The artist Lotte Andersen works in video, print, sound, sculpture, and performance. Her process involves inviting individuals to build and participate in durational group works which can sometimes take the form of a club night. She has exhibited her work internationally, presenting her most recent video and sound installation How Do You Feel About Lying? at Tate Modern last summer. She constructs controlled social environments known as Capture Parties, using her acclaimed and now-defunct night MAXILLA as the primary research.
Your work is so immersive, almost intimidating. What fascinates you about that?
I think that If you actually were to sit me down and I explained to you the level of Machiavellian fascination I have with control in group dynamics. It’s creepy. Whatever I do, it seems I have some kind of interest in big and small. In obliterating that space. When I was doing the club night, you walked in and every inch of the walls was covered in black and white print. When I made video work, I didn’t make one. I made it five channel covering a 4,000 square foot space so everything is moving at 100 miles an hour.
The first piece of yours that I saw was for Drawing a Blank in Harlem. What was the idea behind that installation?
I basically had a really bad head injury followed by a nervous breakdown. When you have a very bad concussion you can’t use computers or screens and it can make you lose your mind a bit. I got put into a lot of really intense therapy as well. So when I was asked to be in this show, I had this memory blank for months of my life — I made work that reflected on the experience. I wrote something like: “Amnesia windows look like vanity projects, but don’t say it didn’t hurt.” I have an amnesia window where between September and January of last year. I do remember the big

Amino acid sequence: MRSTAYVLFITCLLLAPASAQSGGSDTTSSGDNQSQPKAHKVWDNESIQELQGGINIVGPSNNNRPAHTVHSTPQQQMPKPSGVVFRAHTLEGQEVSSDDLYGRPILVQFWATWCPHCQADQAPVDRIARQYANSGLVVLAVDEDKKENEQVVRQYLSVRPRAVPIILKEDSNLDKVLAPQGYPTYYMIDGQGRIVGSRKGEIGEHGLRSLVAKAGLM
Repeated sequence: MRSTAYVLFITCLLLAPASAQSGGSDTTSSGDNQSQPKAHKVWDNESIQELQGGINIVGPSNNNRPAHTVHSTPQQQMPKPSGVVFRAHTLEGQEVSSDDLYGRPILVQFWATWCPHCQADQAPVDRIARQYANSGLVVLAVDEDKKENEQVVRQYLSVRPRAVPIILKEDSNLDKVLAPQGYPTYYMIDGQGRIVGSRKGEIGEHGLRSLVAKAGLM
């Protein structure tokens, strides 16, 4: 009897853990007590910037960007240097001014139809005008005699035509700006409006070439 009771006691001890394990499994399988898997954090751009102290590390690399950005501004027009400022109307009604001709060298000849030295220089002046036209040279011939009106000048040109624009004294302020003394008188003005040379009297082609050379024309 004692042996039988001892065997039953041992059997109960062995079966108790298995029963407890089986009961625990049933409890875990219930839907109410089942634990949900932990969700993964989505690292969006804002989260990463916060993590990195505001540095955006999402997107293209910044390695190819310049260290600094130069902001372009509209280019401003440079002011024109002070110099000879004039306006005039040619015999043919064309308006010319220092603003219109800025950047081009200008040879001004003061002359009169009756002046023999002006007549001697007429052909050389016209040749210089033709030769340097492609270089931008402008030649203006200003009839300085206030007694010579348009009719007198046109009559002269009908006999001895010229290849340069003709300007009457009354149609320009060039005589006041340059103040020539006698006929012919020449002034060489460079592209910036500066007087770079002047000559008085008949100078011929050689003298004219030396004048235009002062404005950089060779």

events but it’s nonlinear.
How was that show different from Dance Therapy?
I work in sketchbooks. I think that’s a hangover from studying fashion and when you’re going through these things it’s different than when you look at with some distance. Because I showed Dance Therapy quite a few times and after a while it was like, oh my God, this is about groups. I thought it was about fun and euphoria, and it is about those things, but I think I’m actually quite sinister because you know if you spend a lot of time in nightclubs you’re watching people and the mask that they put on and it’s creepy. I feel like Dance Therapy is the last artwork I’m ever going to make that’s unconscious.
How did you come to realize that clubs were a useful place to explore how people interact?
I realized that in hindsight. I’ve always been highly interested in people and how they sync. I used to write this a blog when I was a teenager. I used to kind of masquerade as a fashion blogger, but really I was writing about trends in a wider sense and how you can observe those things online. I was always fascinated by counterculture just because of the environment I grew up in. I had cool, interesting parents, you know? I found this picture of my dad and he’s like in my old original Stussy on the day I’m born at the hospital and I look at it now like, ‘oh my God, these boys.’ It’s almost like I have like a downloaded like two or three generations of fuckboy culture in me. And then when I’m in these social environments I just want to watch the things that make people tick.